• The first stage from independence until the 1980s was marked by the reconstruction of the national state, which was primarily responsible for shaping the country's institutions and more particularly its administrative apparatus that was to implement a policy of economic and social development.  In this context, the public services offered to the population developed under the influence of a triumphant statism, which could be explained by the fact that the state, after independence and in the absence of a national private sector, set itself up as a promoter of development through direct intervention in the organisation and functioning of the economy; this role was perfectly reflected in the administrative policy followed until the end of the 1980s, which did not attach importance to the need to include the citizen as the main actor in the public service.  It is clear that governance, reduced to a model of bureaucratised administration imposing its logic on users, would be incapable of promoting both the well-being of citizens and maintaining the cohesion of society.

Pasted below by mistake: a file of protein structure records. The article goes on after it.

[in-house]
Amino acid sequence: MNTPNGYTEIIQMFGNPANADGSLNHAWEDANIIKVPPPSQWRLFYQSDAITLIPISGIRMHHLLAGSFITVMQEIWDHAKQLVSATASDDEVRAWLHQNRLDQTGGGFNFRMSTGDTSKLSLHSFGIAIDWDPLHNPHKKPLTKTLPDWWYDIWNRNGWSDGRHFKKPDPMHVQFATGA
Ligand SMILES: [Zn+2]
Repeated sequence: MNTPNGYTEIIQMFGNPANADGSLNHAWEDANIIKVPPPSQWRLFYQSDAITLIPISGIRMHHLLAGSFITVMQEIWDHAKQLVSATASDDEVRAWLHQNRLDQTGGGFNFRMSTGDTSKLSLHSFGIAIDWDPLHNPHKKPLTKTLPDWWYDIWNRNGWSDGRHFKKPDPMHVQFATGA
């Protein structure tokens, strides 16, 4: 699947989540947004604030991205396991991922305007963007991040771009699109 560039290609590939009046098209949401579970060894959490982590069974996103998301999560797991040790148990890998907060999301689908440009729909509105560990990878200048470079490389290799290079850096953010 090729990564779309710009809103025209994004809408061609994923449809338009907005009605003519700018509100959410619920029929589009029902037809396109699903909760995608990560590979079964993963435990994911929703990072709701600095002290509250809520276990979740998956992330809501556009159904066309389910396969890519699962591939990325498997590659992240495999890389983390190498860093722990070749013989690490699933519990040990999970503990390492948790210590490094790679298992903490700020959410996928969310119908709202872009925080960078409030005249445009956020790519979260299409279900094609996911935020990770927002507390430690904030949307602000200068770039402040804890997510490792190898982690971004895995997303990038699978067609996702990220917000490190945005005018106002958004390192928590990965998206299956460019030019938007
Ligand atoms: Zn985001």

• The second stage was characterised by the transition from the entrepreneurial state to the regulatory state, which must also be the guarantor of social and territorial balance.  It should be recalled that after three decades of this interventionist model, the public sector in Morocco began to constitute a burden that the state budget could no longer bear, the emergence of macroeconomic imbalances, the resurgence of unemployment and social exclusion problems have led to the contestation of state action, but also to the need to redefine its role.  Thus, in a profoundly modified international environment marked by the globalisation of trade and the opening up to Europe, the evolution of the system of public governance in Morocco seemed to be part of the search for a new administrative legitimacy.